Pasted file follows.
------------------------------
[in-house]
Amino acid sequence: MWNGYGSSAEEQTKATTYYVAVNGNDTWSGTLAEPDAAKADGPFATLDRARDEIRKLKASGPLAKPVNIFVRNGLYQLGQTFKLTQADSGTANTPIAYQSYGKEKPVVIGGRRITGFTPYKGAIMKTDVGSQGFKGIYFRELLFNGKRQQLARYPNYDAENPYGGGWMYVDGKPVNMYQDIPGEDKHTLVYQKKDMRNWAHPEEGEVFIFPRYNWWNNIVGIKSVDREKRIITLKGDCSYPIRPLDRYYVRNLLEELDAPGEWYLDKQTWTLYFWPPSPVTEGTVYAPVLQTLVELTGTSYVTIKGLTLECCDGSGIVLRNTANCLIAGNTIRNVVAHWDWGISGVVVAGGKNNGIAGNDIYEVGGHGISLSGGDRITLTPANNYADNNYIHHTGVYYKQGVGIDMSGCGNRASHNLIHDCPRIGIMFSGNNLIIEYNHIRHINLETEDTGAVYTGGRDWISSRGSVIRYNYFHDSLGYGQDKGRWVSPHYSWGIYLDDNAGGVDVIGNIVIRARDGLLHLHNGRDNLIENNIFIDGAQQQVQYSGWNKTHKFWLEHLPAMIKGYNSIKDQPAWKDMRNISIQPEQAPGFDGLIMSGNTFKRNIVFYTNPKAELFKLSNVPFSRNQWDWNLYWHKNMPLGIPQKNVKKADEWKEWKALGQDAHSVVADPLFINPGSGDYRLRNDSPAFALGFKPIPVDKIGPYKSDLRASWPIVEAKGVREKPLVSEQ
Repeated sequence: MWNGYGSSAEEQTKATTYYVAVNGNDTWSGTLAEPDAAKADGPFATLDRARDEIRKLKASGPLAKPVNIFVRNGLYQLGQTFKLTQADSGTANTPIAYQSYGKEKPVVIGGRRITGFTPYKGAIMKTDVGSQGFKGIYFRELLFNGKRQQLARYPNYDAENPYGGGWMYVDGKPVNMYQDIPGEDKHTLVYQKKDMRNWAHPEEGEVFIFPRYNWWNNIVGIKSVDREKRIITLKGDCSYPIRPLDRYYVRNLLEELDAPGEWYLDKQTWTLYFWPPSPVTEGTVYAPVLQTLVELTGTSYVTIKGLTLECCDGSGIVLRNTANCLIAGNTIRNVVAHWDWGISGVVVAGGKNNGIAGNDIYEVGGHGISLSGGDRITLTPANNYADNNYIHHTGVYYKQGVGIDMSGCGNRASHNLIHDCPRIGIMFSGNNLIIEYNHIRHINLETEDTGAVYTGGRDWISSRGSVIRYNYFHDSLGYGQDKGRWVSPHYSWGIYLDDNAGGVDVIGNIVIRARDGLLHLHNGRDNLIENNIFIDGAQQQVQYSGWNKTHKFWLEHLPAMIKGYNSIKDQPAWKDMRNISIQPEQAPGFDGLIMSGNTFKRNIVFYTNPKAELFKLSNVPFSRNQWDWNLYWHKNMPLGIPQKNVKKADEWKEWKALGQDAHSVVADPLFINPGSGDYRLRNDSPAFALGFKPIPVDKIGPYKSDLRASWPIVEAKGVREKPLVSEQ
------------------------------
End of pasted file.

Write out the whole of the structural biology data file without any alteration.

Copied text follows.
[in-house]
Amino acid sequence: MWNGYGSSAEEQTKATTYYVAVNGNDTWSGTLAEPDAAKADGPFATLDRARDEIRKLKASGPLAKPVNIFVRNGLYQLGQTFKLTQADSGTANTPIAYQSYGKEKPVVIGGRRITGFTPYKGAIMKTDVGSQGFKGIYFRELLFNGKRQQLARYPNYDAENPYGGGWMYVDGKPVNMYQDIPGEDKHTLVYQKKDMRNWAHPEEGEVFIFPRYNWWNNIVGIKSVDREKRIITLKGDCSYPIRPLDRYYVRNLLEELDAPGEWYLDKQTWTLYFWPPSPVTEGTVYAPVLQTLVELTGTSYVTIKGLTLECCDGSGIVLRNTANCLIAGNTIRNVVAHWDWGISGVVVAGGKNNGIAGNDIYEVGGHGISLSGGDRITLTPANNYADNNYIHHTGVYYKQGVGIDMSGCGNRASHNLIHDCPRIGIMFSGNNLIIEYNHIRHINLETEDTGAVYTGGRDWISSRGSVIRYNYFHDSLGYGQDKGRWVSPHYSWGIYLDDNAGGVDVIGNIVIRARDGLLHLHNGRDNLIENNIFIDGAQQQVQYSGWNKTHKFWLEHLPAMIKGYNSIKDQPAWKDMRNISIQPEQAPGFDGLIMSGNTFKRNIVFYTNPKAELFKLSNVPFSRNQWDWNLYWHKNMPLGIPQKNVKKADEWKEWKALGQDAHSVVADPLFINPGSGDYRLRNDSPAFALGFKPIPVDKIGPYKSDLRASWPIVEAKGVREKPLVSEQ
Repeated sequence: MWNGYGSSAEEQTKATTYYVAVNGNDTWSGTLAEPDAAKADGPFATLDRARDEIRKLKASGPLAKPVNIFVRNGLYQLGQTFKLTQADSGTANTPIAYQSYGKEKPVVIGGRRITGFTPYKGAIMKTDVGSQGFKGIYFRELLFNGKRQQLARYPNYDAENPYGGGWMYVDGKPVNMYQDIPGEDKHTLVYQKKDMRNWAHPEEGEVFIFPRYNWWNNIVGIKSVDREKRIITLKGDCSYPIRPLDRYYVRNLLEELDAPGEWYLDKQTWTLYFWPPSPVTEGTVYAPVLQTLVELTGTSYVTIKGLTLECCDGSGIVLRNTANCLIAGNTIRNVVAHWDWGISGVVVAGGKNNGIAGNDIYEVGGHGISLSGGDRITLTPANNYADNNYIHHTGVYYKQGVGIDMSGCGNRASHNLIHDCPRIGIMFSGNNLIIEYNHIRHINLETEDTGAVYTGGRDWISSRGSVIRYNYFHDSLGYGQDKGRWVSPHYSWGIYLDDNAGGVDVIGNIVIRARDGLLHLHNGRDNLIENNIFIDGAQQQVQYSGWNKTHKFWLEHLPAMIKGYNSIKDQPAWKDMRNISIQPEQAPGFDGLIMSGNTFKRNIVFYTNPKAELFKLSNVPFSRNQWDWNLYWHKNMPLGIPQKNVKKADEWKEWKALGQDAHSVVADPLFINPGSGDYRLRNDSPAFALGFKPIPVDKIGPYKSDLRASWPIVEAKGVREKPLVSEQ